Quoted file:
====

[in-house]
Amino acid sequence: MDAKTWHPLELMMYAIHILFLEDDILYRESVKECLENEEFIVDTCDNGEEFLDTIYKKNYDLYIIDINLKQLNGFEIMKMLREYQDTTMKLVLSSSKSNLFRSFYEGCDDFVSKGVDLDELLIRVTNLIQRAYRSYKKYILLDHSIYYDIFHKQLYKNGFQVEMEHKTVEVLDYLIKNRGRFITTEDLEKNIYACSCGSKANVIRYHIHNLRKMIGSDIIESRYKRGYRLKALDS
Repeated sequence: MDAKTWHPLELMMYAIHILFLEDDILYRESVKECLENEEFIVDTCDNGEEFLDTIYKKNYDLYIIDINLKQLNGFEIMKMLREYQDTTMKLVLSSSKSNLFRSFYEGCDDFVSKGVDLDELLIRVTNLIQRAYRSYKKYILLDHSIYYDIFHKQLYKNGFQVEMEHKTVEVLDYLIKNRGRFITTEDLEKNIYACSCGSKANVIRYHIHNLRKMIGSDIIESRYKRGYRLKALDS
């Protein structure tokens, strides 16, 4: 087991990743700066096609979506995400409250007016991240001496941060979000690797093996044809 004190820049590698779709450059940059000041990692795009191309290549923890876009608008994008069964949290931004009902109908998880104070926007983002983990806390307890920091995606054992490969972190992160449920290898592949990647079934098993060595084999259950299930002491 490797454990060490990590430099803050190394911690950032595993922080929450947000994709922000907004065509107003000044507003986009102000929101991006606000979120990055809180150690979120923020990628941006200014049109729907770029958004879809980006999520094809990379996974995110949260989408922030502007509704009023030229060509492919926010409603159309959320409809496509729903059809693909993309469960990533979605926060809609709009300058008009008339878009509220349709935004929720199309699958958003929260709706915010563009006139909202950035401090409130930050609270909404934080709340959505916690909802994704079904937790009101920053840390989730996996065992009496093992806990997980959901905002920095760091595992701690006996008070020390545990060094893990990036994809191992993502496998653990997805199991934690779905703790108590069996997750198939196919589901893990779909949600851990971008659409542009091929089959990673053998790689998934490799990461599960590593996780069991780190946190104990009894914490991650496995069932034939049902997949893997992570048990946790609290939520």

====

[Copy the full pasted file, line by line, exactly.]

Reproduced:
[in-house]
Amino acid sequence: MDAKTWHPLELMMYAIHILFLEDDILYRESVKECLENEEFIVDTCDNGEEFLDTIYKKNYDLYIIDINLKQLNGFEIMKMLREYQDTTMKLVLSSSKSNLFRSFYEGCDDFVSKGVDLDELLIRVTNLIQRAYRSYKKYILLDHSIYYDIFHKQLYKNGFQVEMEHKTVEVLDYLIKNRGRFITTEDLEKNIYACSCGSKANVIRYHIHNLRKMIGSDIIESRYKRGYRLKALDS
Repeated sequence: MDAKTWHPLELMMYAIHILFLEDDILYRESVKECLENEEFIVDTCDNGEEFLDTIYKKNYDLYIIDINLKQLNGFEIMKMLREYQDTTMKLVLSSSKSNLFRSFYEGCDDFVSKGVDLDELLIRVTNLIQRAYRSYKKYILLDHSIYYDIFHKQLYKNGFQVEMEHKTVEVLDYLIKNRGRFITTEDLEKNIYACSCGSKANVIRYHIHNLRKMIGSDIIESRYKRGYRLKALDS
């Protein structure tokens, strides 16, 4: 087991990743700066096609979506995400409250007016991240001496941060979000690797093996044809 004190820049590698779709450059940059000041990692795009191309290549923890876009608008994008069964949290931004009902109908998880104070926007983002983990806390307890920091995606054992490969972190992160449920290898592949990647079934098993060595084999259950299930002491 490797454990060490990590430099803050190394911690950032595993922080929450947000994709922000907004065509107003000044507003986009102000929101991006606000979120990055809180150690979120923020990628941006200014049109729907770029958004879809980006999520094809990379996974995110949260989408922030502007509704009023030229060509492919926010409603159309959320409809496509729903059809693909993309469960990533979605926060809609709009300058008009008339878009509220349709935004929720199309699958958003929260709706915010563009006139909202950035401090409130930050609270909404934080709340959505916690909802994704079904937790009101920053840390989730996996065992009496093992806990997980959901905002920095760091595992701690006996008070020390545990060094893990990036994809191992993502496998653990997805199991934690779905703790108590069996997750198939196919589901893990779909949600851990971008659409542009091929089959990673053998790689998934490799990461599960590593996780069991780190946190104990009894914490991650496995069932034939049902997949893997992570048990946790609290939520």